Pairwise Rated Benchmarks

Bart Ingles bartman at
Thu Jun 10 21:40:38 PDT 1999

DEMOREP1 at wrote:
> Mr. Ingles wrote in part--
>       1.00 .90                       .10  0
> 45      A                              B  C
> 15      B   C                             A
> 40      C                              B  A
> -----
> D-  How many times must I repeat myself ? -- There will be polls whatever
> method is being used.
> A choice either gets majority acceptability or it does not (i.e. the same as
> in voting on legislative issues as in voting for executive/ judicial
> candidates).
> Whatever method is used, minority choices (and their supporters) will attempt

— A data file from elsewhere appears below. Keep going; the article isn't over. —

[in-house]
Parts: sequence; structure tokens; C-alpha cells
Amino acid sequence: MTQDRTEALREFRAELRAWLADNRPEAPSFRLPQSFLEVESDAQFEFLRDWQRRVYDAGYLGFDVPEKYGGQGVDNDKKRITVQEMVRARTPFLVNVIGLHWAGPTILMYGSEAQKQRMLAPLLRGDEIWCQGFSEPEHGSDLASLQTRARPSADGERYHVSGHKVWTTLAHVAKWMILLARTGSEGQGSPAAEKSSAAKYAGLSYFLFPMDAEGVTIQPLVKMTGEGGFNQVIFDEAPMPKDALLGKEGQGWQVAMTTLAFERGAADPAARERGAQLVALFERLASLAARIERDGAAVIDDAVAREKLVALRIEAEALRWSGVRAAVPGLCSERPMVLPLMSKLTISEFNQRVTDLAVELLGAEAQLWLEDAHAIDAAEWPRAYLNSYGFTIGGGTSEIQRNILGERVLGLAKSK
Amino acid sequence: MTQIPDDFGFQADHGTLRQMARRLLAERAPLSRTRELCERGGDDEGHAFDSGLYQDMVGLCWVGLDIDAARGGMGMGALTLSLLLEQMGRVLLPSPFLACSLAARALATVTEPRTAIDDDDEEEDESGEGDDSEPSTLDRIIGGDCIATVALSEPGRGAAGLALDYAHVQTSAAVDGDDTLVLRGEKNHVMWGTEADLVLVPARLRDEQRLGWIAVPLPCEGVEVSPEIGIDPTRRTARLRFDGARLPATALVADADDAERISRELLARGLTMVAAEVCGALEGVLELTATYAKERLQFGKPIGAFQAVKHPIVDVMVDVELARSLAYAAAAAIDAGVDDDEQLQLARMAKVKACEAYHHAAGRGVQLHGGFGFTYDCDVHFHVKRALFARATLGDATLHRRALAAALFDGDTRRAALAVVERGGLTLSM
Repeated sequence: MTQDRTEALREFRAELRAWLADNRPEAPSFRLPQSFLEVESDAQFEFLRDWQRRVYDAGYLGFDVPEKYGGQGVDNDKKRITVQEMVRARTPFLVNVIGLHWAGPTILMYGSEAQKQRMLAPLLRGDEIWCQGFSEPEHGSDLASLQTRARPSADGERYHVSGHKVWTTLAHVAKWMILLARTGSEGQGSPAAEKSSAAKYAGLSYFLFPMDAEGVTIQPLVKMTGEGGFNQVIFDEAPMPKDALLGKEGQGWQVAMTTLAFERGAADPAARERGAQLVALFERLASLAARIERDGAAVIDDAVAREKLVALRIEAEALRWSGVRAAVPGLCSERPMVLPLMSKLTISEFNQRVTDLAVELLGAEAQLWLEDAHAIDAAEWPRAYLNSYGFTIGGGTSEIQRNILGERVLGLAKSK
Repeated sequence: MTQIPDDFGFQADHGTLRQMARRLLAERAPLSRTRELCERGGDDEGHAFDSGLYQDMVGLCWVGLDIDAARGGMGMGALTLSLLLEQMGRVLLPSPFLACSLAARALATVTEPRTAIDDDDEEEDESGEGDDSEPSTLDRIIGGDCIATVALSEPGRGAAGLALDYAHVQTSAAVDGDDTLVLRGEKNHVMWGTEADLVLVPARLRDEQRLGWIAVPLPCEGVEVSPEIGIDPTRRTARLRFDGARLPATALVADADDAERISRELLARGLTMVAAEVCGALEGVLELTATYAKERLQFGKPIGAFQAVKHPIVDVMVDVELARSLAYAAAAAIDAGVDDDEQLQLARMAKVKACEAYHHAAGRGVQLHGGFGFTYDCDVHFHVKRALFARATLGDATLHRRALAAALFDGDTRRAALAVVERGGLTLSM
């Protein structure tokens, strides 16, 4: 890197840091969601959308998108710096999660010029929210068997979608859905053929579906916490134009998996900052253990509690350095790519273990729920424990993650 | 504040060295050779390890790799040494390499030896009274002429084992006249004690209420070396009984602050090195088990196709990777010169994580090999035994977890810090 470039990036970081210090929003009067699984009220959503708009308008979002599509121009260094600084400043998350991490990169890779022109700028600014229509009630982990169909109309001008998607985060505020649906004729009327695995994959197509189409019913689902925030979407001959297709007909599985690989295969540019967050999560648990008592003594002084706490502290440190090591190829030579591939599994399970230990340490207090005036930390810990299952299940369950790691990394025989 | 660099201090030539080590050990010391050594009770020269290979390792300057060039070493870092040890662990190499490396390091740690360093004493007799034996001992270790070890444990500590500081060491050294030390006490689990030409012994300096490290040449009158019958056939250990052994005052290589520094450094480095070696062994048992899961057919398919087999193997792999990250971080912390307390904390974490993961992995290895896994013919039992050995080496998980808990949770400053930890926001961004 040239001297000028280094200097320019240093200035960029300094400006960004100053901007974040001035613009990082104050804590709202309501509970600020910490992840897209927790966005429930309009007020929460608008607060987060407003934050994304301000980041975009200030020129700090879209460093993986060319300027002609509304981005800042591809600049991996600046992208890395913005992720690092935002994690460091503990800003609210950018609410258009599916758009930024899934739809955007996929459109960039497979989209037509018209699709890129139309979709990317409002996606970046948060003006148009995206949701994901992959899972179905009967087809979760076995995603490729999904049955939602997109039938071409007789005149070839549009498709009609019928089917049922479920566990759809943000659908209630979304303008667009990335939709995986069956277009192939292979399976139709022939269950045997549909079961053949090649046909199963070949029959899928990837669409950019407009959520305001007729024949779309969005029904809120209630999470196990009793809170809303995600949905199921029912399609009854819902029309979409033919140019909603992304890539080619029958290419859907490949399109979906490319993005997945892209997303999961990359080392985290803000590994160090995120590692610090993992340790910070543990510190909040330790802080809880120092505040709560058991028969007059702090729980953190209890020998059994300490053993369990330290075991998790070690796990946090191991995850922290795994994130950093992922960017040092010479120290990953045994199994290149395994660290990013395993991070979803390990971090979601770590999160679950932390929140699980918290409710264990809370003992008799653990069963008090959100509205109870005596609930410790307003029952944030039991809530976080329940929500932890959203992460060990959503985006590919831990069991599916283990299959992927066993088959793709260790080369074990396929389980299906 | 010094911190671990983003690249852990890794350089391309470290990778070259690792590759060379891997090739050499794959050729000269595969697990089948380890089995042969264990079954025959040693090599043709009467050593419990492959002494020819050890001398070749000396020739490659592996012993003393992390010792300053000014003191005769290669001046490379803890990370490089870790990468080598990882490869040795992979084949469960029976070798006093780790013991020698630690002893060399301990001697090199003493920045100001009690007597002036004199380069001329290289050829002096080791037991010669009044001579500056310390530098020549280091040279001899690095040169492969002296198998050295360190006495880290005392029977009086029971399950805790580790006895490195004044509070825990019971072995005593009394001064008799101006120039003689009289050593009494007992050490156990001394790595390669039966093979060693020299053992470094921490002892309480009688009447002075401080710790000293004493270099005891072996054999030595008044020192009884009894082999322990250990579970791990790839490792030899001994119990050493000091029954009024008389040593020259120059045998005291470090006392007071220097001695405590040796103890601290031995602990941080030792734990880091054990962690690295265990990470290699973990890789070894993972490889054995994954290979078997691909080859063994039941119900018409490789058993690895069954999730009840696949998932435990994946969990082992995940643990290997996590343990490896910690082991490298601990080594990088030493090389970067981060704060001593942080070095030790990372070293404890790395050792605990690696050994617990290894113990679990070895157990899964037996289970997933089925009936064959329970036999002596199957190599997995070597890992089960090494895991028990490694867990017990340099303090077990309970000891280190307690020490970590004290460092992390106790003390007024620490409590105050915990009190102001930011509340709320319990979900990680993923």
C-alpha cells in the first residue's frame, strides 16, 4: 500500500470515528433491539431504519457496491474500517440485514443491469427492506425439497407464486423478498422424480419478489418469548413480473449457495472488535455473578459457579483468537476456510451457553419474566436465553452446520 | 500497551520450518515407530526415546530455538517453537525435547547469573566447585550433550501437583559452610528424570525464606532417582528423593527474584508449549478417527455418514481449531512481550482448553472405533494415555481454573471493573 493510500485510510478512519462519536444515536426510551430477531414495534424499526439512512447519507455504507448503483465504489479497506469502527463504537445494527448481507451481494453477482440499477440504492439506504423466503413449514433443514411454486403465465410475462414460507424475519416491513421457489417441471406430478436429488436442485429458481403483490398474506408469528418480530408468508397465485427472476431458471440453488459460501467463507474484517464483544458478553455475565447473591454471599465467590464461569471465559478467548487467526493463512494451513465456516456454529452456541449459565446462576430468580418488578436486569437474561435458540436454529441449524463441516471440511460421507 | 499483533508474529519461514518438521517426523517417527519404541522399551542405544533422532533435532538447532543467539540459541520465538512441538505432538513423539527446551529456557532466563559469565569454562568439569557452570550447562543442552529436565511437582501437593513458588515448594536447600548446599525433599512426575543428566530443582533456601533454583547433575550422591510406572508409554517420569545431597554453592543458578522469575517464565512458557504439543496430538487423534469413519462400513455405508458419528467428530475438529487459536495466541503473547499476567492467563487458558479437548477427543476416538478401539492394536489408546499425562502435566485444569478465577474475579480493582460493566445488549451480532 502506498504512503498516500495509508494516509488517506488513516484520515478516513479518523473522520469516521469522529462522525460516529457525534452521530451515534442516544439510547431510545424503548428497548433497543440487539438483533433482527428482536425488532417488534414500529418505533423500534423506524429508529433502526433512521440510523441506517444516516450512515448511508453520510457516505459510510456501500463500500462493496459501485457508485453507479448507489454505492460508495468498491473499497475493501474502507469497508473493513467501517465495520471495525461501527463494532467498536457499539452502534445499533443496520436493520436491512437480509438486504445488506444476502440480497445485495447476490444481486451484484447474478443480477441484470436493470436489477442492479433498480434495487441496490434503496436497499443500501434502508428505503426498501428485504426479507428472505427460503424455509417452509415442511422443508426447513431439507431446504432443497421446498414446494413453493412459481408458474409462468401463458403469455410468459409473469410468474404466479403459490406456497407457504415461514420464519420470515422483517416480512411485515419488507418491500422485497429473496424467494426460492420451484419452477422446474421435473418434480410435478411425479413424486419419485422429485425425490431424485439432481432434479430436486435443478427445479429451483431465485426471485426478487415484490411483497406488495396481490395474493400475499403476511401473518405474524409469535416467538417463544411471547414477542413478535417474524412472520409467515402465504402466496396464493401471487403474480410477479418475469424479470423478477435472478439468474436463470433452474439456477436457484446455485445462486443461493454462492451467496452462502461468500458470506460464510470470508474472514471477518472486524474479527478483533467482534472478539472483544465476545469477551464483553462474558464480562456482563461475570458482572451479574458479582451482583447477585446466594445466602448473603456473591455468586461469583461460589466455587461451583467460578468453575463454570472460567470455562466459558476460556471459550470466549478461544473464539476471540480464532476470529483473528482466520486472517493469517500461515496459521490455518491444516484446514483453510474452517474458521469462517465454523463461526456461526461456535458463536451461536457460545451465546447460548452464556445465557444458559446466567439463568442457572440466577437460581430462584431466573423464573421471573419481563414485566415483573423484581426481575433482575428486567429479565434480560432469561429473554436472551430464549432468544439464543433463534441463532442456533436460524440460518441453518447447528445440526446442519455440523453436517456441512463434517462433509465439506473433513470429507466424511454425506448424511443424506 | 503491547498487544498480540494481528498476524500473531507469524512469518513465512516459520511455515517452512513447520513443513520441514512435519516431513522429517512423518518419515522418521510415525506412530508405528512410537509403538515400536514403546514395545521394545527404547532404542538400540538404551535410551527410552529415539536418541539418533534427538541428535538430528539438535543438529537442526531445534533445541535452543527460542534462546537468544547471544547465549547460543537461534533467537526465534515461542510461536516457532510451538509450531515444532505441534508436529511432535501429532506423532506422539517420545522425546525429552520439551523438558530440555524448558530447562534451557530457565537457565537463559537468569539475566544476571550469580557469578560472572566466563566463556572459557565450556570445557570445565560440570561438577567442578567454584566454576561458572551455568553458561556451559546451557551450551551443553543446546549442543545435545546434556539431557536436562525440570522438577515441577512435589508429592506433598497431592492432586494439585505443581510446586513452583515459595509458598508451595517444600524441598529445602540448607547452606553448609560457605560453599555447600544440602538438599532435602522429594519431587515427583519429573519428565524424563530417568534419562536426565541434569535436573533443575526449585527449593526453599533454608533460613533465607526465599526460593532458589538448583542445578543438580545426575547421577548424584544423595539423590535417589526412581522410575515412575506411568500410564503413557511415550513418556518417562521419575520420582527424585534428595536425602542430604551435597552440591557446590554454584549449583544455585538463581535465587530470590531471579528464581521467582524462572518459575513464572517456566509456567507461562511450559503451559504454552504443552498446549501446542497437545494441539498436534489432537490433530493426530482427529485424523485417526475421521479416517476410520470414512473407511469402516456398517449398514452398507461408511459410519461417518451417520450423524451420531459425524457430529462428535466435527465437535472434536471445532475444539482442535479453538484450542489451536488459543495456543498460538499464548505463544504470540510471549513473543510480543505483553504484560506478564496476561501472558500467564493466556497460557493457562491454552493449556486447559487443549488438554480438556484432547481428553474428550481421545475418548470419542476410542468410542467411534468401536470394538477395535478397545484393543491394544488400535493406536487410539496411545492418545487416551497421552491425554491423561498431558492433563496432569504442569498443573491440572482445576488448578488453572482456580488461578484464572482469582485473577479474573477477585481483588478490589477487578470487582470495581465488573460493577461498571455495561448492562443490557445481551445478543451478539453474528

> to strategize to defeat some choice based on such polls (with their counter-
> strategizing conspiratorial/ evasive/ lying voters).
> A single winner election method will thus operate on the votes as cast (not
> on an infinite number of replayed strategized votes) to produce "a" winner
> (who is thus the "right"/"correct" winner).

Again, I only proposed the rated benchmark for use with hypothetical
scenarios, in order to find a way of saying "given these sincere
preferences, which candidate SHOULD win?"  Of course, in real life there
is no such thing as sincere votes, all election results are influenced
by strategy.

> As to the scenario, only C has the acceptability of a majority of the voters
> above 0.50.     C should win (without having to do the other math).

At least we agree on who should win in the above scenario, if not on
why.  I note that of the widely known methods, only IRO and Approval
(and possibly Bucklin) advocates would agree with us in this situation.


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